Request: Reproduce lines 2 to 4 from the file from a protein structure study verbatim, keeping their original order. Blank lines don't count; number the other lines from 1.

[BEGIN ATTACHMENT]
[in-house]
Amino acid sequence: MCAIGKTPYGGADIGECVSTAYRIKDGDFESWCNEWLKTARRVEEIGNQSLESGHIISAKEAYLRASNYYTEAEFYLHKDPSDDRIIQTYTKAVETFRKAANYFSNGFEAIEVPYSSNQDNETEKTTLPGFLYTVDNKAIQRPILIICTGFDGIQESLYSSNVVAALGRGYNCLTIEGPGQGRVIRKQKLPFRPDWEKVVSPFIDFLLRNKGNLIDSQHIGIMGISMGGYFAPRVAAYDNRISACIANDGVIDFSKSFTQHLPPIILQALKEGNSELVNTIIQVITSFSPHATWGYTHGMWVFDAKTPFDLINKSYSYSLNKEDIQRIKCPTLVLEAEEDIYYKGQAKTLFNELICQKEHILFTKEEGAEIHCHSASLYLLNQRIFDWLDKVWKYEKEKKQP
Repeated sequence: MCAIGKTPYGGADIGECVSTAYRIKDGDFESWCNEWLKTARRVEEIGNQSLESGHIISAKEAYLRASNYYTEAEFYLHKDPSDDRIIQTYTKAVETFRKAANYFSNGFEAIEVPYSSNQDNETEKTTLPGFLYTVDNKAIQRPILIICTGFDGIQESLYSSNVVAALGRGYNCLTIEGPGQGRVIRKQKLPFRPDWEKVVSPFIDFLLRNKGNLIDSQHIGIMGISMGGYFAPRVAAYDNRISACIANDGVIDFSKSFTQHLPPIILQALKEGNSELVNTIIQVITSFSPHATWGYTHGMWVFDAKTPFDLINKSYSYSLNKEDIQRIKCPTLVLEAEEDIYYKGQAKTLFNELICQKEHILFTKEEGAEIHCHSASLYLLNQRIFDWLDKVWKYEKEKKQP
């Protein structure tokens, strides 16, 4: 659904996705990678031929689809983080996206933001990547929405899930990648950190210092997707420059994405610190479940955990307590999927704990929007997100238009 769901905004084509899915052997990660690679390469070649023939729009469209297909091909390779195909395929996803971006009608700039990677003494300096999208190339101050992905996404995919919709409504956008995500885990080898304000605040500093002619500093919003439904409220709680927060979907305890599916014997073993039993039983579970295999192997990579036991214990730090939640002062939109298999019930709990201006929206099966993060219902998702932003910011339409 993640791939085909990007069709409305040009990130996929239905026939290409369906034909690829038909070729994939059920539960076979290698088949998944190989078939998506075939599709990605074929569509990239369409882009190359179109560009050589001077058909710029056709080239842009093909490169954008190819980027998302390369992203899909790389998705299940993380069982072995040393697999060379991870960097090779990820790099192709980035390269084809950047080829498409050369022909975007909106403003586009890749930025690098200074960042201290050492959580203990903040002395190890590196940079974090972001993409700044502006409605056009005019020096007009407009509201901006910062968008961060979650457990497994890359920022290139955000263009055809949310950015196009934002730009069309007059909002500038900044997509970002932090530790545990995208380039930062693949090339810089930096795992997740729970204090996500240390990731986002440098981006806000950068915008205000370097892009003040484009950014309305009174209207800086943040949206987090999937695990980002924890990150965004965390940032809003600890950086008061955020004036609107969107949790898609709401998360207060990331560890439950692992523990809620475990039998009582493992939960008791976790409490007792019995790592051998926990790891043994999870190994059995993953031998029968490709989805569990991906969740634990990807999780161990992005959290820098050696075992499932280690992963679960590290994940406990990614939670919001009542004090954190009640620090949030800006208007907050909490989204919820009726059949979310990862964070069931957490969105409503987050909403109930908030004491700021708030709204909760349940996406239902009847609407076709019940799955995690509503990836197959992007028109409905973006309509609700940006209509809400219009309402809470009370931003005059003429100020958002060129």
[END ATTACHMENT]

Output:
Amino acid sequence: MCAIGKTPYGGADIGECVSTAYRIKDGDFESWCNEWLKTARRVEEIGNQSLESGHIISAKEAYLRASNYYTEAEFYLHKDPSDDRIIQTYTKAVETFRKAANYFSNGFEAIEVPYSSNQDNETEKTTLPGFLYTVDNKAIQRPILIICTGFDGIQESLYSSNVVAALGRGYNCLTIEGPGQGRVIRKQKLPFRPDWEKVVSPFIDFLLRNKGNLIDSQHIGIMGISMGGYFAPRVAAYDNRISACIANDGVIDFSKSFTQHLPPIILQALKEGNSELVNTIIQVITSFSPHATWGYTHGMWVFDAKTPFDLINKSYSYSLNKEDIQRIKCPTLVLEAEEDIYYKGQAKTLFNELICQKEHILFTKEEGAEIHCHSASLYLLNQRIFDWLDKVWKYEKEKKQP
Repeated sequence: MCAIGKTPYGGADIGECVSTAYRIKDGDFESWCNEWLKTARRVEEIGNQSLESGHIISAKEAYLRASNYYTEAEFYLHKDPSDDRIIQTYTKAVETFRKAANYFSNGFEAIEVPYSSNQDNETEKTTLPGFLYTVDNKAIQRPILIICTGFDGIQESLYSSNVVAALGRGYNCLTIEGPGQGRVIRKQKLPFRPDWEKVVSPFIDFLLRNKGNLIDSQHIGIMGISMGGYFAPRVAAYDNRISACIANDGVIDFSKSFTQHLPPIILQALKEGNSELVNTIIQVITSFSPHATWGYTHGMWVFDAKTPFDLINKSYSYSLNKEDIQRIKCPTLVLEAEEDIYYKGQAKTLFNELICQKEHILFTKEEGAEIHCHSASLYLLNQRIFDWLDKVWKYEKEKKQP
């Protein structure tokens, strides 16, 4: 659904996705990678031929689809983080996206933001990547929405899930990648950190210092997707420059994405610190479940955990307590999927704990929007997100238009 769901905004084509899915052997990660690679390469070649023939729009469209297909091909390779195909395929996803971006009608700039990677003494300096999208190339101050992905996404995919919709409504956008995500885990080898304000605040500093002619500093919003439904409220709680927060979907305890599916014997073993039993039983579970295999192997990579036991214990730090939640002062939109298999019930709990201006929206099966993060219902998702932003910011339409 993640791939085909990007069709409305040009990130996929239905026939290409369906034909690829038909070729994939059920539960076979290698088949998944190989078939998506075939599709990605074929569509990239369409882009190359179109560009050589001077058909710029056709080239842009093909490169954008190819980027998302390369992203899909790389998705299940993380069982072995040393697999060379991870960097090779990820790099192709980035390269084809950047080829498409050369022909975007909106403003586009890749930025690098200074960042201290050492959580203990903040002395190890590196940079974090972001993409700044502006409605056009005019020096007009407009509201901006910062968008961060979650457990497994890359920022290139955000263009055809949310950015196009934002730009069309007059909002500038900044997509970002932090530790545990995208380039930062693949090339810089930096795992997740729970204090996500240390990731986002440098981006806000950068915008205000370097892009003040484009950014309305009174209207800086943040949206987090999937695990980002924890990150965004965390940032809003600890950086008061955020004036609107969107949790898609709401998360207060990331560890439950692992523990809620475990039998009582493992939960008791976790409490007792019995790592051998926990790891043994999870190994059995993953031998029968490709989805569990991906969740634990990807999780161990992005959290820098050696075992499932280690992963679960590290994940406990990614939670919001009542004090954190009640620090949030800006208007907050909490989204919820009726059949979310990862964070069931957490969105409503987050909403109930908030004491700021708030709204909760349940996406239902009847609407076709019940799955995690509503990836197959992007028109409905973006309509609700940006209509809400219009309402809470009370931003005059003429100020958002060129």